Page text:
Even if a PWM signal's voltage is skewed by interference, the timing will not change, and the timing is what the pulseIn() command reads to convert the pulse width to an integer value. However, interference will be nearly impossible because the signal will either be low (with a 10K resistor to ground to make sure) or high (+5V applied by MCU). There is no room for interference.

This is how I understand it....but I could be wrong.

I will add more multiplexed inputs tonight. I have 2 temp sensors and 2 5K pots. Maybe I can find more goodies to input.:D

P-hack 04-16-2014 04:14 PM

Time is analog :)

Reducing it to a 1 or a zero is the best way to eliminate rounding errors. The concept is as old as morse code, and serial communication is as old as two comupters talking to each other digitally. uart only uses it enough to determine if it is looking at a 1 or a zero, that is the basis of digital.

There is a lot of goofiness in the arduino implementation itself

you start with an analogread of 10 bits

you write it with analogwrite which drops it to 8 (resolution is now 1/4 the original)

you use pulsein to read it, which has a host of issues on the arduino.
Lets just say it isn't accurate, nor excellent for devices that can communicate digitally, easily.

And the boards themselves will have slightly different oscillator frequencies.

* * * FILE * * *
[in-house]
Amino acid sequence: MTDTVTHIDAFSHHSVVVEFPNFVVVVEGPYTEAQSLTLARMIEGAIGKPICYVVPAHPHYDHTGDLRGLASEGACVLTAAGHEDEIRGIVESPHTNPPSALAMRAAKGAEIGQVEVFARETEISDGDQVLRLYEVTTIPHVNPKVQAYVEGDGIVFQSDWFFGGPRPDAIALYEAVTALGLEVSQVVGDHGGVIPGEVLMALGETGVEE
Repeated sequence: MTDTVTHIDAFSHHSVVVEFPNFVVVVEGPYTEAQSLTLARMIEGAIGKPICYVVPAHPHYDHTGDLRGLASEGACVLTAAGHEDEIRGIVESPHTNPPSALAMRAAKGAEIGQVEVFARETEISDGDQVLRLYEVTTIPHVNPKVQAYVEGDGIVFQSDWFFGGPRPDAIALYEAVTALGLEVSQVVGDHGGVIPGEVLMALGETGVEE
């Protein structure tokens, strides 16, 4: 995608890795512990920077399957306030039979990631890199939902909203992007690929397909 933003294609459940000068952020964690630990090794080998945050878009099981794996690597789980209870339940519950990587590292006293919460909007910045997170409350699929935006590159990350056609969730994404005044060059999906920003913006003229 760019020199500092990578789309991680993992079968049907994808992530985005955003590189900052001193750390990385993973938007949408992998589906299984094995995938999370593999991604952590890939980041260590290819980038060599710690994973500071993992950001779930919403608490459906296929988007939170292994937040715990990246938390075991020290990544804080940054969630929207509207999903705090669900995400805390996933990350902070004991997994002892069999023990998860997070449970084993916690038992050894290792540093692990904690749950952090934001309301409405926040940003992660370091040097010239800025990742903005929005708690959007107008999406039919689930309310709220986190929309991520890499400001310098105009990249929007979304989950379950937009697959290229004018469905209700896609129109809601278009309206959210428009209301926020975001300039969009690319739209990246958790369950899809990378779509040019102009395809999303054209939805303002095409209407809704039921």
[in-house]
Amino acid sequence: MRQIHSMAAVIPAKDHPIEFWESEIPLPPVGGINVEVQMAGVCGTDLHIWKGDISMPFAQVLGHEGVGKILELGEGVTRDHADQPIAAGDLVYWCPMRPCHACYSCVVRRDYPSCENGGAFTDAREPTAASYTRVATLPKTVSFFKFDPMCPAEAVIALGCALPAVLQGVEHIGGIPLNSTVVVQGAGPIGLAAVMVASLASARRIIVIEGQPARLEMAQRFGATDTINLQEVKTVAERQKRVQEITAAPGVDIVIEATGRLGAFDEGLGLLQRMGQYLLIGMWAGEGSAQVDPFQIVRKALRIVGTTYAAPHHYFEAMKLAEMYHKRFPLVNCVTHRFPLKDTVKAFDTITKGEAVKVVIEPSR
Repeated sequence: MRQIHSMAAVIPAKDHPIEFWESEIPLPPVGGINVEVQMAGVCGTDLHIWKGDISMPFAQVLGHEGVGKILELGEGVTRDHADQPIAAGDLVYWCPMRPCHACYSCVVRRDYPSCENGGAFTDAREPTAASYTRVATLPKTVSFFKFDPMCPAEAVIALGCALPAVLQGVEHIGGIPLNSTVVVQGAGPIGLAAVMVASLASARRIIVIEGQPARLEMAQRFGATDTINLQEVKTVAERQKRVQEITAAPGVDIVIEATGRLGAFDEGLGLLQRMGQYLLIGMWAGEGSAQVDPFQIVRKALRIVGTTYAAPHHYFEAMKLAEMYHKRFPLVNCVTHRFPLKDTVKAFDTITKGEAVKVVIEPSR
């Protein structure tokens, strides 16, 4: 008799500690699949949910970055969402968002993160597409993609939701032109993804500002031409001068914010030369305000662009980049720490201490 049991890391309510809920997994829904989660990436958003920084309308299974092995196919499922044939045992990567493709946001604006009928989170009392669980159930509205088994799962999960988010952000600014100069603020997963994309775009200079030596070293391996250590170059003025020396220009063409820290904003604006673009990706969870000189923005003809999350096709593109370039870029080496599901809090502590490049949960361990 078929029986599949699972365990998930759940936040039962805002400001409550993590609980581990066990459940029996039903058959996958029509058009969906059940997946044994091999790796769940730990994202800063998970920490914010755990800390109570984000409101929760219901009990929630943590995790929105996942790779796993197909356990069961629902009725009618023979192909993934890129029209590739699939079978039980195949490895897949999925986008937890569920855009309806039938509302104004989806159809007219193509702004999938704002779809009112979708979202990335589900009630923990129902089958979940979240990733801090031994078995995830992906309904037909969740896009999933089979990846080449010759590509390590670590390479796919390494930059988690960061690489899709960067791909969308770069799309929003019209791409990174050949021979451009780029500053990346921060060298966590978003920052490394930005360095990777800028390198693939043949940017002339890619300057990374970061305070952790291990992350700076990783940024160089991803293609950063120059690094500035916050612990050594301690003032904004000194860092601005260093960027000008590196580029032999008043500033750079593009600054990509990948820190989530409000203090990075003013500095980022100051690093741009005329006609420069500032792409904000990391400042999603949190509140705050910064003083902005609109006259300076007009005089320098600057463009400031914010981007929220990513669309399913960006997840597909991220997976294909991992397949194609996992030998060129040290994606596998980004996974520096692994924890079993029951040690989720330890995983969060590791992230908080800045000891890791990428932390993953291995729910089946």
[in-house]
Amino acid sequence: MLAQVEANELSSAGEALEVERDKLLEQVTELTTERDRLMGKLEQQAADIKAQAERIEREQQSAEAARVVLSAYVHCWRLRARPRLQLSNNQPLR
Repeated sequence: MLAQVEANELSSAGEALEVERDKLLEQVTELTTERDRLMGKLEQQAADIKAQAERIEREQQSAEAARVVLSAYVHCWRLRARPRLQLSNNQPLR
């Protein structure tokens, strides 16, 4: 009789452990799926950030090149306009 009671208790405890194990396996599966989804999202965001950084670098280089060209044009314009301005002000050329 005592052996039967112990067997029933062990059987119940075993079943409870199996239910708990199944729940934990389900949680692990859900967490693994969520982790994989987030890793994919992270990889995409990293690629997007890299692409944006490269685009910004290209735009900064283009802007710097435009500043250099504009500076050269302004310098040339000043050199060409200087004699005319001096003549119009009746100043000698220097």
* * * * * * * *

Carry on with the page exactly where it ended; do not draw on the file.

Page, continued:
I2c builds on serial communication by adding another wire, a clock signal, to keep communication in synch.

Softwareserial makes it easy to use any pins, you write to it and read the responses from it, and you don't lose anything of the original voltage reading (the whole reason for doing this).

mechman600 04-16-2014 05:30 PM

I am still quite new to all of this, so some of the concepts you speak of are still beyond my brain. What I did find is that my POT voltage readings (having been read, ADC'ed, converted to PWM, sent down a wire, counted, converted to a float, and displayed on my LCD) seem to be quite stable and accurate.

I realize that PWM out is only 8 bits. However, since I am sending the values of smaller integers (the math to figure out individual voltages being done in the slave/reader Arduino), we are dealing with a value that does not require the same resolution. For example, we are measuring a bank of 8 lithiums with 10 bits @ 4.5V * 8 = 36V / 1024 = 0.035V resolution. We are then sending each cell voltage across comm with 8 bits @ 4.5V / 256 = 0.02V resolution. No resolution lost.

I do hear what you are saying about converting again and again, and that makes perfect sense. However, I see nothing erratic or inaccurate when I test. But, I shall test more, with more inputs and through an opto, because an opto will also be a necessary ingredient when coupling multiple boards at different locations on the pack's series string.

P-hack 04-16-2014 06:07 PM

Resolution has to be lost. Discounting ADAD conversion errors, your input from the one board is in 1024 distinct steps, but the output from that board is 256 distinct steps. and it isn't 4.5v/256 it is the cells voltage above relative ground that is sent.